Presurgical therapy

In all selected patients, phase I therapy, that is, full-mouth supra and subgingival scaling and root planing were performed. After 4 to 6 weeks, periodontal evaluation was performed in each selected patient to confirm the desired sites for the study.

Platelet-rich fibrin preparation

Just before surgery, from the patient's antecubital vein, approximately 10 ml of intravenous blood was drawn with a sterilized disposable syringe and was collected in a sterile tubes, without anticoagulant. The blood tubes were centrifuged at 2700 rpm, for 10 min in centrifugation machine at room temperature only.[15] Following centrifugation, the blood was separated into distinct layers. The resultant product could be seen into three divided fractions, namely, acellular platelet poor plasma (PPP) at the topmost, PRF in middle, and red blood corpuscles at the bottom. Just after the removal of PPP, PRF was separated from the red blood corpuscles using sterilize tweezers [Figure 2] and scissors. PRF was then transferred onto a sterile gauze piece.
Figure 2: Platelet-rich fibrin retrieved with forceps

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Surgical procedure

The selected patients were subjected to surgical procedure under aseptic conditions by operator (S). The selected surgical site was anaesthetized with 2% xylocaine HCL with adrenaline (1:80,000). Buccal and lingual intracrevicular incisions were given at least one tooth mesial and distal to the furcation defect using Bard–Parker knife with blade no. 12. Crevicular incisions were given to allow better coverage of the membrane interproximally and prevent exposure of PRF and membrane. Using periosteal elevator, full thickness mucoperiosteal flaps were reflected on both the buccal and lingual sides. A thorough furcation defect debridement and root planing were done using furcation ultrasonic tips and mini curettes.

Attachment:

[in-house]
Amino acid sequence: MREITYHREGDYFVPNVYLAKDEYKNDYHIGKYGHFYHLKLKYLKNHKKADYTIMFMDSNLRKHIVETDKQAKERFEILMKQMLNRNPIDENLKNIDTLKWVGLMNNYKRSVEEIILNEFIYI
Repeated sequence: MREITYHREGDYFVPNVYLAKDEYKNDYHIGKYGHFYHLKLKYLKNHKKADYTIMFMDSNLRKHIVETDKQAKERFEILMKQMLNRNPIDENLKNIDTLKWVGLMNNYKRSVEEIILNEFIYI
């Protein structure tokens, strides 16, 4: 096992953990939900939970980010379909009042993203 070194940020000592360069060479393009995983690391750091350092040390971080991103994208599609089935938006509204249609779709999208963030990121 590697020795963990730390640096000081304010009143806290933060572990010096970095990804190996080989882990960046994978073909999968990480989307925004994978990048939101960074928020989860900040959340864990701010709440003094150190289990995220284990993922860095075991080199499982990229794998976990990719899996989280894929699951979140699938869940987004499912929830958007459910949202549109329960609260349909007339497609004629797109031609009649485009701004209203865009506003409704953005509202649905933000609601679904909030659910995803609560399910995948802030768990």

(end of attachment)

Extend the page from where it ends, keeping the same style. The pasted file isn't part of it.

PRF was tightly packed and flushed into the furcation defect to the most apical area of the furcation and to the roof of the furcation defect in both group sites [Figure 3] with the help of amalgam condensers. In Group I sites only, required size of amnion membrane was placed over PRF filled furcation defect [Figure 4]. The full thickness mucoperiosteal flaps were repositioned and sutured with interrupted sutures using 3-0 nonabsorbable black silk suture [Figure 5]. Periodontal dressing was placed over sutured surgical site.
Figure 3: Platelet-rich fibrin placed in furcation defect

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Figure 4: Amnion membrane placed over platelet-rich fibrin filled furcation defect

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Figure 5: Surgical site sutured

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Postoperative care